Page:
In particular, MDSC, also known as Gr1+ CD11b+ myeloid cells, consist of a heterogeneous population of myeloid cells with tumor promoting capacities [137,140]. In both, preclinical and clinical studies, an excessive recruitment of these myeloid cells, due to an increase production of G-CSF by the tumor, has been reported [141,142,143,144]. Notably, the infiltration of these myeloid population of cells is higher in anti-VEGF treatment refractory tumors and this infiltration contributes to tumor escape to anti-angiogenic treatments [145]. Furthermore, monocytes and macrophages can be recruited in the tumor microenvironment by different cytokines and chemokine released by tumors, including VEGF, CCL2, and macrophage colony stimulating factor (MCSF) [139]. Once recruited and infiltrated into the tumor, these macrophages, known as TAMs, can release multiple pro-angiogenic growth factors including TGF-β, VEGF, EGF, and chemokines, such as CCL2 and CXCL8, which contribute to the acquisition of resistance to anti-angiogenic therapy [146,147]. Adaptive resistance to anti-angiogenic therapy may also be mediated by an increased infiltration and activation of CAFs recruited by growth factors including TGF-β, PDGF, and FGF [148]. CAFs, in turn, produce several others growth factors that promote tumor growth, invasion, angiogenesis and immunosuppression [149,150].
Interestingly, HOX genes have also been implicated in directly regulating the phenotype of immune cells, thus suggesting a wider role for HOX genes in regulating the inflammatory environment [151]. HOXB9 expression has been associated with increased production of a number of angiogenic factors, such as VEGF, bFGF, Angptl2, TGF-β, IL-1, and IL-8, that could sustain the recruitment of CD11b+ myeloid cells in the tumor microenvironment [86]. A significantly greater infiltration of CD11b+ cells has been reported in a preclinical mouse model resistant to anti-VEGF treatment in HOXB9-higher tumor compared to their sensitive controls, suggesting that the proinflammatory factors overexpressed in this anti-angiogenic resistance tumor could sustain angiogenesis by inducing the recruitment of bone marrow–derived pro-angiogenic myeloid cells [14,86]. Inhibition of the proinflammatory signaling pathways or the HOXB9 downregulation in the anti-angiogenic resistant mouse model reverts CD11b+ cells tumor infiltration resulting in a more sensitive model to anti-angiogenic therapy and prolonging survival in vivo [14].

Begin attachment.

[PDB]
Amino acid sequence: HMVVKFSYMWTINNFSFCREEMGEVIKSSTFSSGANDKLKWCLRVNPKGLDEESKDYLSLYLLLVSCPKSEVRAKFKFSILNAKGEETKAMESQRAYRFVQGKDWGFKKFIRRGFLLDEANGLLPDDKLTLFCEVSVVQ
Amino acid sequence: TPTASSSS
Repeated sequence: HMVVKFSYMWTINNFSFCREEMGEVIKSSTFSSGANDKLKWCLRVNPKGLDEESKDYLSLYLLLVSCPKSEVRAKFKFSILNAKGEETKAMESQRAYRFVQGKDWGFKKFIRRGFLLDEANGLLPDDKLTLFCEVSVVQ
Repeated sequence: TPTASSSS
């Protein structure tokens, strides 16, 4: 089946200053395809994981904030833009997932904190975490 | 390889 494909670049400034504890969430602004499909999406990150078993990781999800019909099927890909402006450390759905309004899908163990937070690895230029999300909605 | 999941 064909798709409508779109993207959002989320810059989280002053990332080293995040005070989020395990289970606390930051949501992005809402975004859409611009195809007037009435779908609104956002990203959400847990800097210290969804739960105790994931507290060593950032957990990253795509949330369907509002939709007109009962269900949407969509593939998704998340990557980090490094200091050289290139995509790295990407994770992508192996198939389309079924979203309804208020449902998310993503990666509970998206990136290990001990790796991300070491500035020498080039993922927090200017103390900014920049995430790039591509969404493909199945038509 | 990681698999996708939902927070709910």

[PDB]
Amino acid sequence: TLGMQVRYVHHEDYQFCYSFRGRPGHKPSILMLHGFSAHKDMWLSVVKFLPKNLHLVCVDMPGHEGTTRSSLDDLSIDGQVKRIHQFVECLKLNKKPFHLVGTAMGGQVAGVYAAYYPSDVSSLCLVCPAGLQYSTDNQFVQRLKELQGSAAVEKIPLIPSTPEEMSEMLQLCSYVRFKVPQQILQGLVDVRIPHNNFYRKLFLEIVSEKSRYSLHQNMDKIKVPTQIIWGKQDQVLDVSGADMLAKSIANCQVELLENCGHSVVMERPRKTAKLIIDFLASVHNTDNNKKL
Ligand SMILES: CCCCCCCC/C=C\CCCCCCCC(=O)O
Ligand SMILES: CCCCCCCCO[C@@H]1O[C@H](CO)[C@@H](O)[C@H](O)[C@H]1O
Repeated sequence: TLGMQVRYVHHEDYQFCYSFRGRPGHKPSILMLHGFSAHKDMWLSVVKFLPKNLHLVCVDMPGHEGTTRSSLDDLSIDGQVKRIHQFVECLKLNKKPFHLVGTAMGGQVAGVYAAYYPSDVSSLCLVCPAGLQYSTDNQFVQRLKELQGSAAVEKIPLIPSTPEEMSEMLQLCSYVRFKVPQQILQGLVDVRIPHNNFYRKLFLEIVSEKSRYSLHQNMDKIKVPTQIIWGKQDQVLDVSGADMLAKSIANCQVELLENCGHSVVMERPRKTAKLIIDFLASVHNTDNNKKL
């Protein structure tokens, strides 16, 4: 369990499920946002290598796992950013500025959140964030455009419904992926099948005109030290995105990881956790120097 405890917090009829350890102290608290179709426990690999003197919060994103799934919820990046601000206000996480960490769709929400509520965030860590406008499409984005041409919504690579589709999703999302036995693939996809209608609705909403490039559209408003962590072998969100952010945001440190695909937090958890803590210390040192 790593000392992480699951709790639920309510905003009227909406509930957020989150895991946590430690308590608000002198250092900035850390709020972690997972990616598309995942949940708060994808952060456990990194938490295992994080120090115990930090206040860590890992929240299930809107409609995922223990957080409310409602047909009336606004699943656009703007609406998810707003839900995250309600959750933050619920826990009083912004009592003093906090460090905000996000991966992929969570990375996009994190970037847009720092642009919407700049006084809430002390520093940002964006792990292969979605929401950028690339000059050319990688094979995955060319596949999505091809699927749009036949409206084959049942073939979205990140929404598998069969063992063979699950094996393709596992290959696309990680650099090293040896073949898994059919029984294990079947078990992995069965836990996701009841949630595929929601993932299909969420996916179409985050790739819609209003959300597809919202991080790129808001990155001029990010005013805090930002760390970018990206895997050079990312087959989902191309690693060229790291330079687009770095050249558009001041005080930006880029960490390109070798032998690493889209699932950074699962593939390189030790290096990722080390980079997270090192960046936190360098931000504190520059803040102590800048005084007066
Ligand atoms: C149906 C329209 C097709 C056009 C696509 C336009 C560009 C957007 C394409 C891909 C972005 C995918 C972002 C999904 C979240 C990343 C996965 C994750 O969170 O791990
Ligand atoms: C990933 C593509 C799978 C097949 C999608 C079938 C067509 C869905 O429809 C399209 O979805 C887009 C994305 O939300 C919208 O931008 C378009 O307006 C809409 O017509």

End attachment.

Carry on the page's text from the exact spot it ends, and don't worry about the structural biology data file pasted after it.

5. Conclusions

Angiogenesis is one of the hallmarks of cancer and the concept of targeting tumor angiogenesis represents a good cancer therapy strategy. Indeed, several new therapeutic drugs targeting the VEGF signaling pathway have been developed. Despite the promising expectations from preclinical studies, benefits derived from these therapies are limited. Treatment with anti-angiogenic agents may give rise to more resistant and aggressive tumors. To date, multiple mechanisms have been proposed for the resistance to anti-angiogenic therapies, but it mainly occurs thought the secretion of pro-angiogenic factors promoting tumor angiogenesis in a VEGF-independent manner and by the recruitment of myeloid cells, which in turn sustain inflammation. In this scenario, it would be important to select targeted therapies that block inflammatory pathways and stromal cell recruitment elicited during the anti-angiogenic treatment and also the identification of novel therapeutic targets in order to maximize clinical benefits.